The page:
Decreased Thermal Sensitivity in Adolescents with Autism Spectrum Disorder

Friday, May 13, 2016: 10:55 AM
Room 309 (Baltimore Convention Center)
E. G. Duerden1, M. J. Taylor2, M. Lee3, P. A. McGrath4, K. D. Davis5 and W. Roberts6, (1)The Hospital for Sick Children, Toronto, ON, Canada, (2)Diagnostic Imaging, The Hospital for Sick Children, Toronto, ON, Canada, (3)Hospital for Sick Children, Toronto, ON, Canada, (4)Pain Innovations Inc., London, ON, Canada, (5)Toronto Western Research Institute, University Health Network, Toronto, ON, Canada, (6)University of Toronto, toronto, ON, Canada
Background:  Autism spectrum disorder (ASD) is characterised by a range of behavioural, communication and social difficulties, as well as sensory abnormalities. While much research and clinical attention has focused on communication and socialization deficits, relatively less research has focused on sensory abnormalities, particularly altered pain reactivity, which may contribute to children’s withdrawal behaviours and corresponding psychosocial difficulties. 

Objectives: To assess sensitivity to thermal (cool, warm, heat pain, cold pain) stimuli in adolescents with ASD.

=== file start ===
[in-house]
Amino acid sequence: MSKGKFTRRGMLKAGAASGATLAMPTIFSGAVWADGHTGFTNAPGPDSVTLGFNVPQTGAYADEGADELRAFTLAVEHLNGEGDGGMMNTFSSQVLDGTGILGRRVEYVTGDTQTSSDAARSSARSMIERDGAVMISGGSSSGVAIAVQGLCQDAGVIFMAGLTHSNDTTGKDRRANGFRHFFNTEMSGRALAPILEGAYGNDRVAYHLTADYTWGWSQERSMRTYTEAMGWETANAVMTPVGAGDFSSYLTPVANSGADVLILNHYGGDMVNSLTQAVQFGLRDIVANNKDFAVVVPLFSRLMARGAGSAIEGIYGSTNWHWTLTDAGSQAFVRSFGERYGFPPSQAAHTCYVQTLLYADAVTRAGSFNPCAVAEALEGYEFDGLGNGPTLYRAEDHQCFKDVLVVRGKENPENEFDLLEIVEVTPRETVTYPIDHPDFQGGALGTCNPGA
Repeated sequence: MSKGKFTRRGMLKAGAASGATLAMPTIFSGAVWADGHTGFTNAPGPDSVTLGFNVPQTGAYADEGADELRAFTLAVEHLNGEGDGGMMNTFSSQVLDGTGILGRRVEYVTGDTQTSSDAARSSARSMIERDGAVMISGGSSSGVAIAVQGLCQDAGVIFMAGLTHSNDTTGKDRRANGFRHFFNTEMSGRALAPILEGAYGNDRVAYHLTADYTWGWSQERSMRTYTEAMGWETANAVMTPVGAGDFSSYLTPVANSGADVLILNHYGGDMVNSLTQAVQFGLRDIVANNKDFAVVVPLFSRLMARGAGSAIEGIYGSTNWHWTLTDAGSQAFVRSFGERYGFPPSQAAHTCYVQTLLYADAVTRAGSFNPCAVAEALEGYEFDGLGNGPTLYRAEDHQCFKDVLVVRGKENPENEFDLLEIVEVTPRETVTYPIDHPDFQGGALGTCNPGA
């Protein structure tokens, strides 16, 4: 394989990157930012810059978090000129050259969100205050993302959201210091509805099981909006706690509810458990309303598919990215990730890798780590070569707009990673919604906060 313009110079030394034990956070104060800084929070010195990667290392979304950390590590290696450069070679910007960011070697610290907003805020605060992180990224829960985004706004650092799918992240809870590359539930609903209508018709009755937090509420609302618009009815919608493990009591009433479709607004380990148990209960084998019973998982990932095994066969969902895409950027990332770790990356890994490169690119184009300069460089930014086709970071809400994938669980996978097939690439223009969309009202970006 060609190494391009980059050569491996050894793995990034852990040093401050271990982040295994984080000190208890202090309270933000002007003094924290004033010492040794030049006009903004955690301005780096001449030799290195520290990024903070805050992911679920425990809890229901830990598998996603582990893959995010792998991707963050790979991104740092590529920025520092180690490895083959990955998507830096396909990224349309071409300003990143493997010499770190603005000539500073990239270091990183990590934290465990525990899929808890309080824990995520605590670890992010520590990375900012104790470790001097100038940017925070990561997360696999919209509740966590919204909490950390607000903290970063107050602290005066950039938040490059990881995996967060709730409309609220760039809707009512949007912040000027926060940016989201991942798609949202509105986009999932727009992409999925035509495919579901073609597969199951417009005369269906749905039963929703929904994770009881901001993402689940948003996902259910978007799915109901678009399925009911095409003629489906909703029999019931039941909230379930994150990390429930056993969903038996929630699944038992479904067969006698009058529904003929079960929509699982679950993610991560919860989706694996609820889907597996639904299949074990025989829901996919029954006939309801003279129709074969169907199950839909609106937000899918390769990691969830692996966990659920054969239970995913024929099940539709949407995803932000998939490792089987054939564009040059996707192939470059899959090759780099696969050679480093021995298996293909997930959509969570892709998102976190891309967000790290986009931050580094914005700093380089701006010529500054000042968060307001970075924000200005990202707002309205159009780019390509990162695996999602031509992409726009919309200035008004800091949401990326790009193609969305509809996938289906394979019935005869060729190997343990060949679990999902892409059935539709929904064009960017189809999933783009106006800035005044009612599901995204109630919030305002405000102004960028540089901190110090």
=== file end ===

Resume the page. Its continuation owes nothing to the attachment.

Methods: 20 adolescents with ASD (15 boys, mean age=14.6, SD=1.9, IQ > 70) and 55 typically-developing adolescents (27 boys, mean age=15.7, SD=1.1) were recruited for the study. Warm and cool detection thresholds (WDT and CDT) and heat and cold pain threshold (HPT and CPT) levels were assessed using a method-of-limits quantitative sensory testing protocol.

Results:  Adolescents with ASD demonstrated reduced sensory function for thermal detection (p<0.001, both WDT and CDT), but not pain thresholds (p<0.05, both HPT and CPT) in comparison to controls, with no evidence for significant age or sex effects (p>0.05). Loss of warm and cool detection and heat pain threshold was significantly associated with impaired cognitive ability and autism symptom severity (p<0.05). 

Conclusions:  The association between thermal sensitivity and cognitive impairments and may reflect alterations in central processing of somatosensation, cognition and salience detection in adolescents with ASD. Further research using neuroimaging methods is needed to assess the neural underpinnings of thermal perceptual deficits in adolescents with ASD.